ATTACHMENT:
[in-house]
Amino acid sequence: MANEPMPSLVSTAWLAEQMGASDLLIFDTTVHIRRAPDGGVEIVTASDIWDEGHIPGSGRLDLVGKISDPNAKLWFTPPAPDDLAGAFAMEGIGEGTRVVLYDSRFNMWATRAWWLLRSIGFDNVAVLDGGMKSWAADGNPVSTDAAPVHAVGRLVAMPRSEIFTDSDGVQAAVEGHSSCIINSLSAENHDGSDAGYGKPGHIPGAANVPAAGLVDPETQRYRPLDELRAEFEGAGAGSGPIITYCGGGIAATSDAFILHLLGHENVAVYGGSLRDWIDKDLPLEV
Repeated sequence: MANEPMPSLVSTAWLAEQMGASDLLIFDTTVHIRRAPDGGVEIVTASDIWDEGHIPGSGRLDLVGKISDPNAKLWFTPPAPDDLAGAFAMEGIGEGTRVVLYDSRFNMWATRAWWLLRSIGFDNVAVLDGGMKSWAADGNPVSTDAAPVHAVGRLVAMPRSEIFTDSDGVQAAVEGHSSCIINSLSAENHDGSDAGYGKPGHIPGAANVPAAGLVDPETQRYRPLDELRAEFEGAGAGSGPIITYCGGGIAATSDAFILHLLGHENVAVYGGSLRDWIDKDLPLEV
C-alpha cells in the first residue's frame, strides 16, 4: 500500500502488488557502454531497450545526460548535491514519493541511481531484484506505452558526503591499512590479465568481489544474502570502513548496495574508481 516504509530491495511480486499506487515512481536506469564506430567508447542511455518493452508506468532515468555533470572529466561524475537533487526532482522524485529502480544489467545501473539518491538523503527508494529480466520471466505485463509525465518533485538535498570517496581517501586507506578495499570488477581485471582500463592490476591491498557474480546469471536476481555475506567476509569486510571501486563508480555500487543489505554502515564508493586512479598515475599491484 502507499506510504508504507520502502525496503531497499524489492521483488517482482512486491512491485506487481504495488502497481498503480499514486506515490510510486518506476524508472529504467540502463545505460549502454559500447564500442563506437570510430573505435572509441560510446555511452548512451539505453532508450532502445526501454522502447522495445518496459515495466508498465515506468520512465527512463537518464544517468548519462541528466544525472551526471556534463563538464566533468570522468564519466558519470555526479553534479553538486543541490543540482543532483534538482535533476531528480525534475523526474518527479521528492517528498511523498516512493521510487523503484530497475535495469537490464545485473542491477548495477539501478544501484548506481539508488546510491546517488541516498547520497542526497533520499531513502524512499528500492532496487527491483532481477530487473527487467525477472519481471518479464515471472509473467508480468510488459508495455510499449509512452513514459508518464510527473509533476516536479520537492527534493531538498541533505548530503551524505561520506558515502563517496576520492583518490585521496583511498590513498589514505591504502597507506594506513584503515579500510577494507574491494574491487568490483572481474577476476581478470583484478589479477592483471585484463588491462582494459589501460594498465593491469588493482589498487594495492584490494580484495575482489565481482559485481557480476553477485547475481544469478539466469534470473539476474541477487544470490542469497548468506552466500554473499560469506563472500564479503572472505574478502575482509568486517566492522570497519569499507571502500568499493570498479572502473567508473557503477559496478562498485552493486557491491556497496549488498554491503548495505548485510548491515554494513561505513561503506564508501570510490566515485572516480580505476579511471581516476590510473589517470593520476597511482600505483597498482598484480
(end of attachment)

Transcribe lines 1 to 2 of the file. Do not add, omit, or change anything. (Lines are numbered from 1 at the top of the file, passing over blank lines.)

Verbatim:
[in-house]
Amino acid sequence: MANEPMPSLVSTAWLAEQMGASDLLIFDTTVHIRRAPDGGVEIVTASDIWDEGHIPGSGRLDLVGKISDPNAKLWFTPPAPDDLAGAFAMEGIGEGTRVVLYDSRFNMWATRAWWLLRSIGFDNVAVLDGGMKSWAADGNPVSTDAAPVHAVGRLVAMPRSEIFTDSDGVQAAVEGHSSCIINSLSAENHDGSDAGYGKPGHIPGAANVPAAGLVDPETQRYRPLDELRAEFEGAGAGSGPIITYCGGGIAATSDAFILHLLGHENVAVYGGSLRDWIDKDLPLEV